A4 Article in conference proceedings
How to Write Ethical User Stories? : Impacts of the ECCOLA Method (2021)


Halme, E., Vakkuri, V., Kultanen, J., Jantunen, M., Kemell, K.-K., Rousi, R., & Abrahamsson, P. (2021). How to Write Ethical User Stories? : Impacts of the ECCOLA Method. In P. Gregory, C. Lassenius, X. Wang, & P. Kruchten (Eds.), Agile Processes in Software Engineering and Extreme Programming : 22nd International Conference on Agile Software Development, XP 2021, Virtual Event, June 14–18, 2021, Proceedings (pp. 36-52). Springer. Lecture Notes in Business Information Processing, 419. https://doi.org/10.1007/978-3-030-78098-2_3


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Publication details

All authors or editors: Halme, Erika; Vakkuri, Ville; Kultanen, Joni; Jantunen, Marianna; Kemell, Kai-Kristian; Rousi, Rebekah; Abrahamsson, Pekka

Parent publication: Agile Processes in Software Engineering and Extreme Programming : 22nd International Conference on Agile Software Development, XP 2021, Virtual Event, June 14–18, 2021, Proceedings

Parent publication editors: Gregory, Peggy; Lassenius, Casper; Wang, Xiaofeng; Kruchten, Philippe

Place and date of conference: Virtual Conference, 14.-18.6.2021

ISBN: 978-3-030-78097-5

eISBN: 978-3-030-78098-2

Journal or series: Lecture Notes in Business Information Processing

ISSN: 1865-1348

eISSN: 1865-1356

Publication year: 2021

Number in series: 419

Pages range: 36-52

Number of pages in the book: 211

Publisher: Springer

Place of Publication: Cham

Publication country: Switzerland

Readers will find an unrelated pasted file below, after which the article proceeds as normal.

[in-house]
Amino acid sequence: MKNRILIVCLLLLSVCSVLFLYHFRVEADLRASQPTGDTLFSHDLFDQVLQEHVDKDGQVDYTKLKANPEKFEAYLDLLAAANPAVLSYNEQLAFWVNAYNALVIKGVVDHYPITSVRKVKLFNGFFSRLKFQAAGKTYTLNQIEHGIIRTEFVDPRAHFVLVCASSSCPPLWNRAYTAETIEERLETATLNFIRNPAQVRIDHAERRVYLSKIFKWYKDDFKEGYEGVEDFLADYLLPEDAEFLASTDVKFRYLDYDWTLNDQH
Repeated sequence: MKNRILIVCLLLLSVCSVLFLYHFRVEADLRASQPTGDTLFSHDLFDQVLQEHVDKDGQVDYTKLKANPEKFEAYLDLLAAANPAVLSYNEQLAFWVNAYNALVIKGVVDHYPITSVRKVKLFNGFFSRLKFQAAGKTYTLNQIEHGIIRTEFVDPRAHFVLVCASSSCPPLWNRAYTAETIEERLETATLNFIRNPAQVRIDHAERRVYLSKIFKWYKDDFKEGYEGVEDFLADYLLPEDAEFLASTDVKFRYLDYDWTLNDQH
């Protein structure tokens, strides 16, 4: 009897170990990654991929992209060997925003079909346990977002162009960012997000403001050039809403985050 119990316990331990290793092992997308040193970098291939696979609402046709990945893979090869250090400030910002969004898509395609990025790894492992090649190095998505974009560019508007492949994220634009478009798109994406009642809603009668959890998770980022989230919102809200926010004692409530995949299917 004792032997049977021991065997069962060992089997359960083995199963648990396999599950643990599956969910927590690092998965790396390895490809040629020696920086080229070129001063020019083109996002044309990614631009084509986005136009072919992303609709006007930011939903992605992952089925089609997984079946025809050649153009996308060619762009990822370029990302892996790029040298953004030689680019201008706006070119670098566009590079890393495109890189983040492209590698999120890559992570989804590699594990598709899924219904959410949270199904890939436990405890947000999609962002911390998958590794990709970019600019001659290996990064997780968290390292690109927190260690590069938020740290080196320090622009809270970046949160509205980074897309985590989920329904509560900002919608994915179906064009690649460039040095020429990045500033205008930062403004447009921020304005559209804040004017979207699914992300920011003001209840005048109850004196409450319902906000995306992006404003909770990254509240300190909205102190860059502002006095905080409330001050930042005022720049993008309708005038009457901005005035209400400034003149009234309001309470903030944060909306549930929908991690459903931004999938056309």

Publication language: English

DOI: https://doi.org/10.1007/978-3-030-78098-2_3

Publication open access: Openly available

Publication channel open access: Partially open access channel

Publication is parallel published (JYX): https://jyx.jyu.fi/handle/123456789/76660


Abstract

Artificial Intelligence (AI) systems are increasing in significance within software services. Unfortunately, these systems are not flawless. Their faults, failures and other systemic issues have emphasized the urgency for consideration of ethical standards and practices in AI engineering. Despite the growing number of studies in AI ethics, comparatively little attention has been placed on how ethical issues can be mitigated in software engineering (SE) practice. Currently understanding is lacking regarding the provision of useful tools that can help companies transform high-level ethical guidelines for AI ethics into the actual workflow of developers. In this paper, we explore the idea of using user stories to transform abstract ethical requirements into tangible outcomes in Agile software development. We tested this idea by studying master’s level student projects (15 teams) developing web applications for a real industrial client over the course of five iterations. These projects resulted in 250+ user stories that were analyzed for the purposes of this paper. The teams were divided into two groups: half of the teams worked using the ECCOLA method for AI ethics in SE, while the other half, a control group, was used to compare the effectiveness of ECCOLA. Both teams were tasked with writing user stories to formulate customer needs into system requirements. Based on the data, we discuss the effectiveness of ECCOLA, and Primary Empirical Contributions (PECs) from formulating ethical user stories in Agile development.


Keywords: software engineering; software development; agile methods; artificial intelligence; ethicality


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Ministry reporting: Yes

Reporting Year: 2021

Preliminary JUFO rating: 1


Last updated on 2021-08-12 at 08:32